In a Vase for Monday – a bunch of daffs

Narcissus in a vase

Narcissus tete-a-tete with jonquils

I rarely manage to participate in Cathy’s In a Vase on Monday meme, but sometimes I feel sufficiently inspired to make a modest contribution. As you can see I am a founder member of the “plonked naturally in a jam jar” school of flower arranging.
Although my small bunch of “daffs” may not have great artistic merit, apart from their intrinsic beauty, they are filling the house with the most sublime perfume.
Narcissi are the stalwarts of the cottage garden from February to May. Tete-a-tete is always first to flower and was the first bulb to be planted in the cottage garden. It came from my garden in Worcestershire along with the jonquil (alas un-named) which also appears in my vase.

Narcissus tete-a-tete with jonquills

Narcissus tete-a-tete with jonquills

In the orchard and the cottage garden the cyclamineus narcissi, Little Witch, Jack Snipe and Jet Fire, are already fading, but the triandus varieties, Hawera and Thalia are still to flower. There are also other un-named daffodils which flower year after year in the cottage garden which delight the eye and perfume the air regardless of their unknown provenance.
More delicate species are cosseted in the alpine house until we have sufficient stock to try them in the garden. N. bulbicodium will be planted out this summer, and if it flowers it will be a delightful addition to the garden. N. assoanus was planted in the garden last year, but it will probably take a little while to establish. This also came from my last garden, but I am not sure whether it will flower this far north. A native of Spain it needs a good summer baking to flower, not a regular feature of Hebridean summers. However, N. canaliculatus is reputedly also difficult to flower, but seems to produce some flowers every year despite the rigors of our climate. Sometimes the plants don’t follow the rules, so it is always worth a try.

Make Do and Mend

keder green houseAt last the polytunnel has been repaired and we’re ready to garden again. After being exposed to the elements for two months a major clean-up was required. This mainly involved shovelling up sand and wind-blown debris, fortunately the local starling flock preferred the warmth of my neighbours cow shed as a roost. The accumulation of assorted pots, containers, labels and old bamboo poles was ruthlessly sorted along with the bits and pieces of junk which “might be useful one day” but never are. The polytunnel has not looked so clean and organised for more years than I care to admit to. So with a new propagator, lids for trays and a big envelope of new seeds I am all set to start gardening again.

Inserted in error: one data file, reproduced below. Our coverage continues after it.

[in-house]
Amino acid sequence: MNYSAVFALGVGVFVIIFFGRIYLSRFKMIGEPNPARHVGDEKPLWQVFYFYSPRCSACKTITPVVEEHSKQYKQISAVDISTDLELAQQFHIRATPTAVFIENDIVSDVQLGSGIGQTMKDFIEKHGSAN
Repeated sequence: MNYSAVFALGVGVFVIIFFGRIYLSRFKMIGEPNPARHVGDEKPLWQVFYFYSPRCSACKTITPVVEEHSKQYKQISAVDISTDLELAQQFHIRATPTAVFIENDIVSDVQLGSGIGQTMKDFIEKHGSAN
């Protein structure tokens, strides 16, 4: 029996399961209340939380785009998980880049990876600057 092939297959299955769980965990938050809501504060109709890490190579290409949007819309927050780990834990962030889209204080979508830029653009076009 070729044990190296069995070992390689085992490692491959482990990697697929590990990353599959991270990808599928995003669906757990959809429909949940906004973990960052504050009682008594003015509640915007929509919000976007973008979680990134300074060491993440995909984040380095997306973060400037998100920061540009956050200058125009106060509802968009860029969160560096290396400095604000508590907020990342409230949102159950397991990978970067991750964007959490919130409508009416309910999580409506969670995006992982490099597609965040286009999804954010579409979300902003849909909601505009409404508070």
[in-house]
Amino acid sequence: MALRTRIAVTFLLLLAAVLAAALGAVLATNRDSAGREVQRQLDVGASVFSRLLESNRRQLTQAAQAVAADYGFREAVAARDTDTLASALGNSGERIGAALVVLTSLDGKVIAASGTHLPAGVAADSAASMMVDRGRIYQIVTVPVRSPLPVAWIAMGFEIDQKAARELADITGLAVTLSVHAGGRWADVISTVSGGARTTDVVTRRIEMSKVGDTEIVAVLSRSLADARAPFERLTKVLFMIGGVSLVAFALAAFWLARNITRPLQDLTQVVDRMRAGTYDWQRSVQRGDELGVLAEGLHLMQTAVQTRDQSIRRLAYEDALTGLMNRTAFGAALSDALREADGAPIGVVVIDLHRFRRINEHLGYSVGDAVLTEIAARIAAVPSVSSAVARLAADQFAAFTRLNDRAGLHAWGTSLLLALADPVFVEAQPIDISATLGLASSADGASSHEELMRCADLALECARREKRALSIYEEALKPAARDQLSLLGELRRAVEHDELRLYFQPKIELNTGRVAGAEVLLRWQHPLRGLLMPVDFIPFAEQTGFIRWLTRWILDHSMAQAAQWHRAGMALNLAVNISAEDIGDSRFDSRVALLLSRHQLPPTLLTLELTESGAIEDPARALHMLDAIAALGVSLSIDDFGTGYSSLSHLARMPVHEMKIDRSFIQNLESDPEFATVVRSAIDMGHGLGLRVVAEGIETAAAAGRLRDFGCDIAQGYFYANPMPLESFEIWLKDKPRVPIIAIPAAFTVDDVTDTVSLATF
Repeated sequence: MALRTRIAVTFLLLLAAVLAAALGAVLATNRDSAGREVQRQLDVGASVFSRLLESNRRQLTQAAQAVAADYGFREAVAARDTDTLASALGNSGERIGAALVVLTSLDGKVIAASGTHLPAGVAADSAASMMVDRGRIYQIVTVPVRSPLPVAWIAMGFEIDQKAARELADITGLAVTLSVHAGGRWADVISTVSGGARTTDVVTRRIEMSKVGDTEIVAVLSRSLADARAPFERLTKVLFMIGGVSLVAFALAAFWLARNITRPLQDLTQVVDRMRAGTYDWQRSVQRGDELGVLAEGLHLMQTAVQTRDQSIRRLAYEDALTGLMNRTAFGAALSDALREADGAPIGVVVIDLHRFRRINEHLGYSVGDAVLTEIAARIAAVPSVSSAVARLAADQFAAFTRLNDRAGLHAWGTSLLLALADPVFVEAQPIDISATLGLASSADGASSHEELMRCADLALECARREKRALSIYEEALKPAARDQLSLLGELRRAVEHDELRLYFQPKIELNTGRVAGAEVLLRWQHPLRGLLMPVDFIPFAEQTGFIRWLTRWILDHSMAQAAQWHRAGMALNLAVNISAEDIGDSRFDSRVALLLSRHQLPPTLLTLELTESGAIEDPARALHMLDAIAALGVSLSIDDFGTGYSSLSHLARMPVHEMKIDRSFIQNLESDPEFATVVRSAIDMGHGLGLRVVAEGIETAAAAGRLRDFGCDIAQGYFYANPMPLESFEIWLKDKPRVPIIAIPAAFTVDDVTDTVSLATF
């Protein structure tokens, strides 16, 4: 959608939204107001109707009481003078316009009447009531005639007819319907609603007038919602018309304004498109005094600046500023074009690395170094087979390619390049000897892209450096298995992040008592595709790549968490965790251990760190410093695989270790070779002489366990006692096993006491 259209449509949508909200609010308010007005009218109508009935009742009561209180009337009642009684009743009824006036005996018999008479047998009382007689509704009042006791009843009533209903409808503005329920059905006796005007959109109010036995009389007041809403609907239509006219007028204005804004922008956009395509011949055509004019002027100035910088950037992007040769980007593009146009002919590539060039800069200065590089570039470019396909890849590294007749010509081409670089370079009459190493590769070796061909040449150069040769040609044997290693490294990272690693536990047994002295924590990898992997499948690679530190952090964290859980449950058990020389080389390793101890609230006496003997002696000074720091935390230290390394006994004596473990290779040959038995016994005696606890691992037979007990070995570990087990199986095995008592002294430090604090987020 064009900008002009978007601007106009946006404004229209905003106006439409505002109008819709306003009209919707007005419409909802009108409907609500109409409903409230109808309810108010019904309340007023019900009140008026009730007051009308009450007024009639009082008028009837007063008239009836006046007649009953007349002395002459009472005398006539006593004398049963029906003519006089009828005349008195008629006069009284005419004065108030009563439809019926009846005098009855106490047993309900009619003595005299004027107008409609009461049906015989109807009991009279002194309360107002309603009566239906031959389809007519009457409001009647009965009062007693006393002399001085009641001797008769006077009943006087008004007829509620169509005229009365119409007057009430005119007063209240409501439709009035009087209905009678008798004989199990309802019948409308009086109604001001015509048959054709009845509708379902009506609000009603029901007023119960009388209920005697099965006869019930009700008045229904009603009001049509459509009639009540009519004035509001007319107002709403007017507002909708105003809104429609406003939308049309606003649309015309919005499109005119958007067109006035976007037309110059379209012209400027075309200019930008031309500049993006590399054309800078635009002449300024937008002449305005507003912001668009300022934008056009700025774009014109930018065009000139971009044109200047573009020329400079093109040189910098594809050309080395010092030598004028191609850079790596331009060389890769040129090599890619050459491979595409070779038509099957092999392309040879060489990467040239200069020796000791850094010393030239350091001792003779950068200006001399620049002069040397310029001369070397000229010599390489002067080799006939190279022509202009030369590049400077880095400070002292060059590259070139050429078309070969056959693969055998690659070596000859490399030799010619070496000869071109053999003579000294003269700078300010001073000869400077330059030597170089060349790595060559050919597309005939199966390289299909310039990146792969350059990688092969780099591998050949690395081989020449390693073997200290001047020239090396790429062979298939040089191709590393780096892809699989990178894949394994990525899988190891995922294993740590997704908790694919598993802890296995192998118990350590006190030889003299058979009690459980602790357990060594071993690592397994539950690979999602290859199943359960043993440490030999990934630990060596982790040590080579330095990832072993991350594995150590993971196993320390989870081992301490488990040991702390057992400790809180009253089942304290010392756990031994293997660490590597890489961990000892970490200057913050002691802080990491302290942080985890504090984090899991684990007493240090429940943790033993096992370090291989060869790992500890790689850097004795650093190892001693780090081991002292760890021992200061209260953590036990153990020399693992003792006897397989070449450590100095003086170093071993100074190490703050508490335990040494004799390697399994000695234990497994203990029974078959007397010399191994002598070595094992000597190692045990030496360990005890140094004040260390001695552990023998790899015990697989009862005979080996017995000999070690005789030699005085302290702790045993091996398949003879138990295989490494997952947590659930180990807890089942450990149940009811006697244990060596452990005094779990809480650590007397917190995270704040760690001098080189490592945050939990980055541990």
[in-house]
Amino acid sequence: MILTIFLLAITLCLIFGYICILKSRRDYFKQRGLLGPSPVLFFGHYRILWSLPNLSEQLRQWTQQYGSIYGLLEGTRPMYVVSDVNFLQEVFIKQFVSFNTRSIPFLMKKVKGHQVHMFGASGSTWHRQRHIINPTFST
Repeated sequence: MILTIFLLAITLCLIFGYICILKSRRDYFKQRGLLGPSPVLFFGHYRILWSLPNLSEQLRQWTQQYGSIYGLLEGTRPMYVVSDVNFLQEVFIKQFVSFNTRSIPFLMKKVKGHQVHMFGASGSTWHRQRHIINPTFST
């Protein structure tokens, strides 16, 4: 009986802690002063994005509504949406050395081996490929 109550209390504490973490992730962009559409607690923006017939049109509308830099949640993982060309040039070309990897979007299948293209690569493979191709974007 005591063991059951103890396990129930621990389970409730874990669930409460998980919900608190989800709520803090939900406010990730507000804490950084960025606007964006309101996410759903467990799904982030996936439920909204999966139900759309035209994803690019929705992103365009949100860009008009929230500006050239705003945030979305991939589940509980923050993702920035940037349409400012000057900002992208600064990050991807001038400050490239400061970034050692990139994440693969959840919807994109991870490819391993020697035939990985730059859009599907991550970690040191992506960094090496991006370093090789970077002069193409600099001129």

Unfortunately none of my winter crops survived, apart from a few sad-looking carrots and some parsley. So this year the “hungry gap” is going to be longer and leaner than usual. My first sowings of mizuna, radish, winter salad leaves and winter purslane have germinated but it will be a while before I can even think about feasting on micro-leaves, nevermind a green salad. It will be even longer before the baby spinach is ready and not much hope of some beetroot or fennel until June. However, anticipation is everything and I promise not to complain about a glut of anything due to my over enthusiastic sowing of everything at once.
Most of my over-wintering herbs were only fit for the compost, and the surviving six very small sage plants and a rosemary are not going to have much impact in the herb garden. So my plans for introducing some discipline and order into the cottage herbery are in abeyance. Once again it will be a riotous assembly of chives, fennel, mint and buckler-leaved sorrel with self-sown Calendula, nasturtiums, and borage fighting it out with the fennel and carraway.  Perhaps a beautifully arranged physic garden would not be quite right for the cottage garden where the main design feature is plant anarchy.cottage herberyThe herbaceous plants and bulbs were nearly all rescued, and whilst some look a little the worse for wear, after a period of intensive care they will eventually be moved into the borders or containers. The Agapanthus look a little sulky, but the scented-leaved pelargoniums are already producing flower buds and enough shoots to enable me to take cuttings. Alas the salvias joined the herbs in the compost.
There is definitely no procrastination in the garden and all this hyper-activity will doubtless result in the predictable logjam of seedlings waiting to be potted on and young plants needing to be hardened-off. Our ancient cold frames have also been repaired which will provide some additional space, provided of course I don’t buy any more seeds.